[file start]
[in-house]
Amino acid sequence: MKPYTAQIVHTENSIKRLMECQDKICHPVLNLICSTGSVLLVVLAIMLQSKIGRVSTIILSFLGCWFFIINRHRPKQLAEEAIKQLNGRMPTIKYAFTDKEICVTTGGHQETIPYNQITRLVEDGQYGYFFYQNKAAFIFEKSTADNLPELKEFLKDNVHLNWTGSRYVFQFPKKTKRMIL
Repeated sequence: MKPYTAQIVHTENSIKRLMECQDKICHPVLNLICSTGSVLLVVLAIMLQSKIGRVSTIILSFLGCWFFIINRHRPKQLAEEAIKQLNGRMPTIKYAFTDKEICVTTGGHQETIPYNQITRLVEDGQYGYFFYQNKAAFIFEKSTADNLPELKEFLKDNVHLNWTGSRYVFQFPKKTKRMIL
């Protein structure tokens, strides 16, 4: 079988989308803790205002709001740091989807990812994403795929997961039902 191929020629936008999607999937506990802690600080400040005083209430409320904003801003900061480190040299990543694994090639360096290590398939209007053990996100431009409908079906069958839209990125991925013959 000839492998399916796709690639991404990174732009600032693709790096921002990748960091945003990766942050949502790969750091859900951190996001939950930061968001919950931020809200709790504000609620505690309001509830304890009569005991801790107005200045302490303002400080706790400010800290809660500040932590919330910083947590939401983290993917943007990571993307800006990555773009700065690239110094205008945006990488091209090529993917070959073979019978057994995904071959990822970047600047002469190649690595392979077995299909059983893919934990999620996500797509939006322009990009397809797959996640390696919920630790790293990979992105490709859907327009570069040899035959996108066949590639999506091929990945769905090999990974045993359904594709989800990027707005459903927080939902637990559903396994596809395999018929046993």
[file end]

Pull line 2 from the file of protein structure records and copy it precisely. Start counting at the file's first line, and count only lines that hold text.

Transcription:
Amino acid sequence: MKPYTAQIVHTENSIKRLMECQDKICHPVLNLICSTGSVLLVVLAIMLQSKIGRVSTIILSFLGCWFFIINRHRPKQLAEEAIKQLNGRMPTIKYAFTDKEICVTTGGHQETIPYNQITRLVEDGQYGYFFYQNKAAFIFEKSTADNLPELKEFLKDNVHLNWTGSRYVFQFPKKTKRMIL